The key to being able to enjoy outdoor activities in winter is dressing appropriately for the weather conditions. The longer you’re able to stay warm and dry, the more fun you’ll have while snowmobiling, ice skating, hiking, or doing whatever else is on the agenda. Once you become cold and wet, misery quickly follows and you’ll just want to pack everything in and call it a day.
So what’s the best way to dress for the elements? Well, since winter weather can be unpredictable, layering is the approach most people prefer. Dressing in layers allows you to be flexible and add or remove clothing as external temperatures and conditions dictate.
But layering involves a little more thought than simply piling on as many shirts, sweaters, and jackets as possible. Here’s how to do it the right way:
The purpose of the base layer is to keep you dry, which means you should wear something made from moisture-wicking fabric that will carry sweat away from your skin. The base layer can be snug or loose, depending on personal preference, and can consist of anything from lightweight thermal underwear to long-sleeved tees or turtlenecks.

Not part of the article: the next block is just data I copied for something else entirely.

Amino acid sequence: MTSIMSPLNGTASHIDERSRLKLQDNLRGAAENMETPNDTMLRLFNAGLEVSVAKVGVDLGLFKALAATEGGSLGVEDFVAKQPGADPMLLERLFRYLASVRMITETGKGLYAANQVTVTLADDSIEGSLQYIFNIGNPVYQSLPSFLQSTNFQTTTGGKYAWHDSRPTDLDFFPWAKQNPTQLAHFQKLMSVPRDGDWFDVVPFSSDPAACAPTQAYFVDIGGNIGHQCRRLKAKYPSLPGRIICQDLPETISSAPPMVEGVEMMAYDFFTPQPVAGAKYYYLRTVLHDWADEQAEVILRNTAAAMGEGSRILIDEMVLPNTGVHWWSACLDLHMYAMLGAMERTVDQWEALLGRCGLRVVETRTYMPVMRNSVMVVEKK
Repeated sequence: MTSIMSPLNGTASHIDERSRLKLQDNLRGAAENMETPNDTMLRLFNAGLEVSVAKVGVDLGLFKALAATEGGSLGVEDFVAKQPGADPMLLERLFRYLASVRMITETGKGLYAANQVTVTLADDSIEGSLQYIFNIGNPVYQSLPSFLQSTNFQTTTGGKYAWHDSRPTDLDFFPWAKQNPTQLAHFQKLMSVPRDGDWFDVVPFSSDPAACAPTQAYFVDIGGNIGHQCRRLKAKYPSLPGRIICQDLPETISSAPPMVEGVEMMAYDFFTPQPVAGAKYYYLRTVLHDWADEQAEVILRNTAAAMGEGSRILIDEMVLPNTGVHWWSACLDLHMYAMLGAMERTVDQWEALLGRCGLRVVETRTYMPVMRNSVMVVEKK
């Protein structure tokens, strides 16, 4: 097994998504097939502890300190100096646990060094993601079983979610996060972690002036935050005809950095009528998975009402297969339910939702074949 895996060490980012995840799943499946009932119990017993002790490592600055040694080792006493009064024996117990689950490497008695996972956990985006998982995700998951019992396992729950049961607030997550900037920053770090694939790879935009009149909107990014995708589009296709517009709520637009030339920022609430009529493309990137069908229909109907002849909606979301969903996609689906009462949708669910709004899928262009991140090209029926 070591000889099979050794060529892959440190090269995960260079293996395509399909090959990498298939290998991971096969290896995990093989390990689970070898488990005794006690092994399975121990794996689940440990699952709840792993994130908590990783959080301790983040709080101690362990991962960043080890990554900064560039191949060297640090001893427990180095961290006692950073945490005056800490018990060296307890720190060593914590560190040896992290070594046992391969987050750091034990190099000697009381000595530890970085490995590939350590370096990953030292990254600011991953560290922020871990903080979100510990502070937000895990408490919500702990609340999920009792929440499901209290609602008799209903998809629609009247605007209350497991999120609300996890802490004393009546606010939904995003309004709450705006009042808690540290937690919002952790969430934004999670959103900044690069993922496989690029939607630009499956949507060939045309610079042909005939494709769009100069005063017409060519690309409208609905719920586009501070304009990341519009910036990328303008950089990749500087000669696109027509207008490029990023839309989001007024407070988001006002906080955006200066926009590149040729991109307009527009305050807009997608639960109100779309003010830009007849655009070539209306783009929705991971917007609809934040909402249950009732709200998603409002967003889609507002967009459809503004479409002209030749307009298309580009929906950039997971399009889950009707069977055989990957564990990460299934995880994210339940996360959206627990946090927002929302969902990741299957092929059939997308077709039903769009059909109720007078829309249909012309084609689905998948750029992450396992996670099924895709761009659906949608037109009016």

While the base layer should keep you dry, the middle layer should retain body heat to keep you warm. Merino wool, fleece, and synthetic materials like Thinsulate are ideal for this layer, as is any battery-heated apparel you may have. The middle layer should be loose to allow for unrestricted movement.
The outer layer or shell is your first line of defense against the cold, wind, and rain, and should therefore consist of the best quality product you can afford. Depending on your intended activity, you should choose a shell that is windproof, waterproof, and temperature rated for expected conditions.
It’s also important to keep your head, hands, and feet warm and dry during your outdoor activities. Fleece hats and toques can help retain heat and repel wind, while battery-heated glove liners, water-resistant gloves or mittens, and insulated boots will ensure your fingers and toes stay toasty warm.